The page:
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Re: Why LRFD vs ASD (was: We're Not Getting Older, We're Getting DUMBER)[Subject Prev][Subject Next][Thread Prev][Thread Next]
- To: seaint(--nospam--at)seaint.org
- Subject: Re: Why LRFD vs ASD (was: We're Not Getting Older, We're Getting DUMBER)
- From: ad026(--nospam--at)hwcn.org (Paul Ransom)
- Date: Thu, 26 Jan 2006 12:02:22 -0500
> From: Christopher Wright <chrisw(--nospam--at)skypoint.com> > > I'm sure there are other reasons but I can't think of them at the > > moment. > I confess, I'm not convinced. Calculation of live loading is > independent of the methodology used to determine response to the loads. > some situations--seismic response being the best example I can think > of--but I've never (and still haven't) seen a persuasive argument for > the LRFD approach as a replacement for working stress methods. If there > were holes in the ASD approach they need to be fixed, and if the > approach itself is clearly invalid then replace the whole thing--no 1) more consistent "factor of safety" in ALL design checks (e.g. ASD is not consistent for beam vs. connection). 2) consistent "factor of safety" for a range of load conditions (LRFD was calibrated to ASD to produce a similar member for a very narrow range of live:dead). At extremes, ASD does not really produce a consistent "factor of safety". 3) consistent "factor of safety" regardless of materials (e.g. mill section, cold-formed, aluminum, concrete, A36 vs. A992 - see more below) 4) easier to apply in various construction economic situations (e.g. adjust load factors to suit socially acceptable reduced FoS to reduce constructed cost of materials). 5) cross-border consistency (I think that AISC ASD is the single major steel standard still based on ASD). Many international engineering offices are using an LRFD variant regularly, anyway (sounds like US customary vs. SI). ASD vs. LRFD is trivial where "service" loading controls (e.g. vibration, fatigue, simple deflection, etc.). For these applications, you can call the analysis calculations ASD but it is still covered in LRFD as a limit condition (e.g. load factors = 1). Other locations are using AISC ASD or derivations of earlier ASD/WSD (e.g. India is based on British WSD, as Vish noted) and will update according to economic demand (e.g. when the market in a country decides that it is more expensive to maintain ASD independently rather than borrowing another country's LRFD). I suspect that code and material compliance is more important than type of code in some of these situations. There are no holes in the ASD concept. This is reflected by the fact that AISC is releasing the combined 13th edition. The real debate, in the US, is that the AISC ASD 9th has not been maintained and no longer represents an appropriate level of due diligence in design. A designer SHOULD be doing more than the ASD 9th minimum. However, the "law" is interpreted to permit a designer to meet ASD 9th minimum, in some cases, to the detriment of public safety. I'm certain that Charlie or Scott could comment on the assumptions and compromises that go into developing a conveniently useable steel design standard. Some of those in ASD 9th may no longer be valid with the material changes (e.g. from Tube to HSS and from A36 to A992) that we have seen for other economic reasons. In this sense, ASD 9th may be broken for some applications. The cost of maintaining a dual track is not insignificant for either the standard writers, structure owners (generally) or government bureaucracy financers (e.g. tax payers). Regards Paul -- R. Paul Ransom, P. Eng. Civil/Structural/Project/International Burlington, Ontario, Canada <mailto:ado26(--nospam--at)hwcn.org> <http://www.hwcn.org/~ad026/civil.html> ******* ****** ******* ******** ******* ******* ******* *** * Read list FAQ at: http://www.seaint.org/list_FAQ.asp * * This email was sent to you via Structural Engineers * Association of Southern California (SEAOSC) server. To * subscribe (no fee) or UnSubscribe, please go to: * * http://www.seaint.org/sealist1.asp * * Questions to seaint-ad(--nospam--at)seaint.org. Remember, any email you * send to the list is public domain and may be re-posted * without your permission. Make sure you visit our web * site at: http://www.seaint.org ******* ****** ****** ****** ******* ****** ****** ********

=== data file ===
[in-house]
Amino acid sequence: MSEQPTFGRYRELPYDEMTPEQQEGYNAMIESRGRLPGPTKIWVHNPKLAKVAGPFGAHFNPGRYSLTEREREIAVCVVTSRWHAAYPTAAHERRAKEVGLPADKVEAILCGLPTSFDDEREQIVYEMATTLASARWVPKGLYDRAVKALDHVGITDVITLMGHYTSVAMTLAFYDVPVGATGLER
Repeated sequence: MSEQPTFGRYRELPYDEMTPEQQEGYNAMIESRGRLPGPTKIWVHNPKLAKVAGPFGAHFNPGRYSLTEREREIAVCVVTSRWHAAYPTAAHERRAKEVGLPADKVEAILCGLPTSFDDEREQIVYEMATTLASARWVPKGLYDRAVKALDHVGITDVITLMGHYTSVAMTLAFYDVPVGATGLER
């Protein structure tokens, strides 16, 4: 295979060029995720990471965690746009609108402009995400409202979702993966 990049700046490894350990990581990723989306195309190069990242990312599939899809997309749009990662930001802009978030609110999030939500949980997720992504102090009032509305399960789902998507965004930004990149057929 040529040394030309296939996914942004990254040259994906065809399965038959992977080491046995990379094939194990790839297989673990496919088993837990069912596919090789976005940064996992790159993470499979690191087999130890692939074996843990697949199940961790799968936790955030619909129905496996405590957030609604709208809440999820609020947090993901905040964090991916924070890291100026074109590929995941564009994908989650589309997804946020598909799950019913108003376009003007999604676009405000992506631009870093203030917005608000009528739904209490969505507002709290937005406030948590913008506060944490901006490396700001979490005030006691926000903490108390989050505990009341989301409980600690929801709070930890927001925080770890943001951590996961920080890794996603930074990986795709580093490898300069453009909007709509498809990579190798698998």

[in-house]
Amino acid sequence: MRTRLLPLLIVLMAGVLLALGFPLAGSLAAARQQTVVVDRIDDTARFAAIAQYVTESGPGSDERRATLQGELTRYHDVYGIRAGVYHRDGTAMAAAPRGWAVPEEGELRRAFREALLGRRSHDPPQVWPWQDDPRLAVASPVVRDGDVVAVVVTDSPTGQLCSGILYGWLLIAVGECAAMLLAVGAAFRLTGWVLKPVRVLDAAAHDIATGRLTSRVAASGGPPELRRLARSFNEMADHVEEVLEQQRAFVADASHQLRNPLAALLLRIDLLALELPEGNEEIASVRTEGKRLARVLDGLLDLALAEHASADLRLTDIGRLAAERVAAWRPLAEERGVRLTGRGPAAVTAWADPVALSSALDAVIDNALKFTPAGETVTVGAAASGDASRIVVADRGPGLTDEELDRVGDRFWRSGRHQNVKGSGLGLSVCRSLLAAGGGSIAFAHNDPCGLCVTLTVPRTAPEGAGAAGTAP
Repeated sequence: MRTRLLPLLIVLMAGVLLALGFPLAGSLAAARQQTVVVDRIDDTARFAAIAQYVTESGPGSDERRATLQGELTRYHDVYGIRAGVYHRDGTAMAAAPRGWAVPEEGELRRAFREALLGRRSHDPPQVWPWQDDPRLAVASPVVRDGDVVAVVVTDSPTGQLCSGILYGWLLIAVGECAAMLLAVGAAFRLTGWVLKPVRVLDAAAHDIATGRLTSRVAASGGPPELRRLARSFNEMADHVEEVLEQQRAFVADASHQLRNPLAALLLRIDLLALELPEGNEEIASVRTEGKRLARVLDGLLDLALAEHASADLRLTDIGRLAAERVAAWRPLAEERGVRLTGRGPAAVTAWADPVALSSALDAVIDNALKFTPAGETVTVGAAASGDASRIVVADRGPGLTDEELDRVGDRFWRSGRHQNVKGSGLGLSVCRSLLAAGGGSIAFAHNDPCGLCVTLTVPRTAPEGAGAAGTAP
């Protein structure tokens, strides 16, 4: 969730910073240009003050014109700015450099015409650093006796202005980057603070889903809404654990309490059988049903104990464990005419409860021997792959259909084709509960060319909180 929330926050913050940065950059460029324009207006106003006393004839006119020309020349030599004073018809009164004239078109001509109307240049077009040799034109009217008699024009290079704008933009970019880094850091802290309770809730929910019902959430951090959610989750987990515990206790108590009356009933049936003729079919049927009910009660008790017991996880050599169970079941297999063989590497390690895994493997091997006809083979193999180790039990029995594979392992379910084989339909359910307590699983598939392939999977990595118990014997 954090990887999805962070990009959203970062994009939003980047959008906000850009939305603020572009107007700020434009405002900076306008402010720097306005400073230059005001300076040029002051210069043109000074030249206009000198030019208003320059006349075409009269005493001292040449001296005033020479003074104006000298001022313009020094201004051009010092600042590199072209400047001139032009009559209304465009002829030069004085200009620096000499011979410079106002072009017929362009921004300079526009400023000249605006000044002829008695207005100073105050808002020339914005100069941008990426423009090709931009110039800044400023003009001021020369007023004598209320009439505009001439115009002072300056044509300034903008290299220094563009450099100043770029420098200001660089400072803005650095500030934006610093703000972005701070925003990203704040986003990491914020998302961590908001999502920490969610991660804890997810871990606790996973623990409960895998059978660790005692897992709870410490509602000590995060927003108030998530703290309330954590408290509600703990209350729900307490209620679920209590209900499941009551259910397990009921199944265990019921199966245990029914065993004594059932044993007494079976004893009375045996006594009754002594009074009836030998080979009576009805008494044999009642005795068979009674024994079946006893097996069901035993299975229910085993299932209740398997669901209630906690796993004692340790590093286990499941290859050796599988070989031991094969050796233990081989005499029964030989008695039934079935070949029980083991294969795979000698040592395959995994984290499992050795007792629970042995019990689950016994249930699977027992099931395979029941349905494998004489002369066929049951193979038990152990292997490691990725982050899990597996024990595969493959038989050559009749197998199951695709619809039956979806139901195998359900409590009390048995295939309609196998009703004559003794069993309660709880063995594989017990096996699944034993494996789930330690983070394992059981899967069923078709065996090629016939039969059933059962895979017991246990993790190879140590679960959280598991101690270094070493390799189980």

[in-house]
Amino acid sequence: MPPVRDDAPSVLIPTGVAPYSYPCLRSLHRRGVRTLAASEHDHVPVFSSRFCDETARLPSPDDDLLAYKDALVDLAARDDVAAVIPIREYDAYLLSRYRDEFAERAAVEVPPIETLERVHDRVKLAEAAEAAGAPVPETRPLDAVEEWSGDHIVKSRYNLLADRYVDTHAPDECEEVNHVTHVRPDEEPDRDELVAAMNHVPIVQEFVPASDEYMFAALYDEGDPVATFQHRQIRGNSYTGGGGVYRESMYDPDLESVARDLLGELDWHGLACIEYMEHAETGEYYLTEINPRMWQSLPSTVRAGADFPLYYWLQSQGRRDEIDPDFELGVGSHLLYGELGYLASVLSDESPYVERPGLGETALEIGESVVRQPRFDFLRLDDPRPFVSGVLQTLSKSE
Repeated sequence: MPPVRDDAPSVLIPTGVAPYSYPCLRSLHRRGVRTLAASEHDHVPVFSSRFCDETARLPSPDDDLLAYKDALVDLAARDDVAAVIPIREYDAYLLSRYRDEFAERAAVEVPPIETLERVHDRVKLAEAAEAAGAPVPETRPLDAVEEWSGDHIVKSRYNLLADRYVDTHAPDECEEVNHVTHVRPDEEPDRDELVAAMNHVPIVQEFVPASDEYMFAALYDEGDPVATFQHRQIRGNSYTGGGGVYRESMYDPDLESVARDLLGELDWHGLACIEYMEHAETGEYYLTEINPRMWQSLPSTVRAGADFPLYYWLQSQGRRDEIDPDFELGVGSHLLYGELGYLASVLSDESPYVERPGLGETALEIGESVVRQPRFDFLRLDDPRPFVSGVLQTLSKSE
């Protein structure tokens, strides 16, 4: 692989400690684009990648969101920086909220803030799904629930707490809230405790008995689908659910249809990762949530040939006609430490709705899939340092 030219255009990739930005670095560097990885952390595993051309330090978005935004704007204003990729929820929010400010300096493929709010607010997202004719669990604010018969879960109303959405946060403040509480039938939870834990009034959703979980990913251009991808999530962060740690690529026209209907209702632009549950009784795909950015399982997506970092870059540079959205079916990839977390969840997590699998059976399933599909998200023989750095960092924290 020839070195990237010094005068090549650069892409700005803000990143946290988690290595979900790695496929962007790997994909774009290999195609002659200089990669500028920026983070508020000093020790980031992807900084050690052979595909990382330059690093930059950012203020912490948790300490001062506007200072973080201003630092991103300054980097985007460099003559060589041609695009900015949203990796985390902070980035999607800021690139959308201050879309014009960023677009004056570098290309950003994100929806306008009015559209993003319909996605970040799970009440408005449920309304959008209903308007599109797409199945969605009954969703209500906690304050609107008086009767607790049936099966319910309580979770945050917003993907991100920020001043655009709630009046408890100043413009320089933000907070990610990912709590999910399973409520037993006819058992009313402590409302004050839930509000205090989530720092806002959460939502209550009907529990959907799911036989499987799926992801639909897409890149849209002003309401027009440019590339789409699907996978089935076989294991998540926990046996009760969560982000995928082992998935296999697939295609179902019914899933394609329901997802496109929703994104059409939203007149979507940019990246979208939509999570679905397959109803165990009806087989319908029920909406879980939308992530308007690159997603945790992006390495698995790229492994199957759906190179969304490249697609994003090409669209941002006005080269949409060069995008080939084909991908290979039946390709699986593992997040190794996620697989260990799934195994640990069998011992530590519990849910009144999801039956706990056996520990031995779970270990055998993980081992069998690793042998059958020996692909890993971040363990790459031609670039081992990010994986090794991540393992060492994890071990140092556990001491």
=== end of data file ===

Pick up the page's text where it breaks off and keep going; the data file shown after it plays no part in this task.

- From: S. Gordin
- Re: Why LRFD vs ASD (was: We're Not Getting Older, We're Getting DUMBER)
- From: Christopher Wright
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